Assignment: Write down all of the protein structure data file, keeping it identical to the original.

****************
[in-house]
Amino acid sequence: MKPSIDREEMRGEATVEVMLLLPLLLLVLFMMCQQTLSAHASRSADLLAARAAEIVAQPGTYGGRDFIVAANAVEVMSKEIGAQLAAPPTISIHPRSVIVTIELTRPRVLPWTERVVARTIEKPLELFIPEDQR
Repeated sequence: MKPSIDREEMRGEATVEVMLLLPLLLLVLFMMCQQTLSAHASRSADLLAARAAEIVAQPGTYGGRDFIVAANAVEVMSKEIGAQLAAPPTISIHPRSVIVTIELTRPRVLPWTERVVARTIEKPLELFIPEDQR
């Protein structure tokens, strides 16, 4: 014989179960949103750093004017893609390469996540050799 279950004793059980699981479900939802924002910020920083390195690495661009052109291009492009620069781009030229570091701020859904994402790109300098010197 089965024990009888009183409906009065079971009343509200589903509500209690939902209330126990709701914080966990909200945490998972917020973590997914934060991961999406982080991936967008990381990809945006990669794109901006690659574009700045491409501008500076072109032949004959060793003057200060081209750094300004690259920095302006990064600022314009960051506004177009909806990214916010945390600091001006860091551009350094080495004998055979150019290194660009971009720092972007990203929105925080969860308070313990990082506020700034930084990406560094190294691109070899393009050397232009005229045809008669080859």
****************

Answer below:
[in-house]
Amino acid sequence: MKPSIDREEMRGEATVEVMLLLPLLLLVLFMMCQQTLSAHASRSADLLAARAAEIVAQPGTYGGRDFIVAANAVEVMSKEIGAQLAAPPTISIHPRSVIVTIELTRPRVLPWTERVVARTIEKPLELFIPEDQR
Repeated sequence: MKPSIDREEMRGEATVEVMLLLPLLLLVLFMMCQQTLSAHASRSADLLAARAAEIVAQPGTYGGRDFIVAANAVEVMSKEIGAQLAAPPTISIHPRSVIVTIELTRPRVLPWTERVVARTIEKPLELFIPEDQR
């Protein structure tokens, strides 16, 4: 014989179960949103750093004017893609390469996540050799 279950004793059980699981479900939802924002910020920083390195690495661009052109291009492009620069781009030229570091701020859904994402790109300098010197 089965024990009888009183409906009065079971009343509200589903509500209690939902209330126990709701914080966990909200945490998972917020973590997914934060991961999406982080991936967008990381990809945006990669794109901006690659574009700045491409501008500076072109032949004959060793003057200060081209750094300004690259920095302006990064600022314009960051506004177009909806990214916010945390600091001006860091551009350094080495004998055979150019290194660009971009720092972007990203929105925080969860308070313990990082506020700034930084990406560094190294691109070899393009050397232009005229045809008669080859």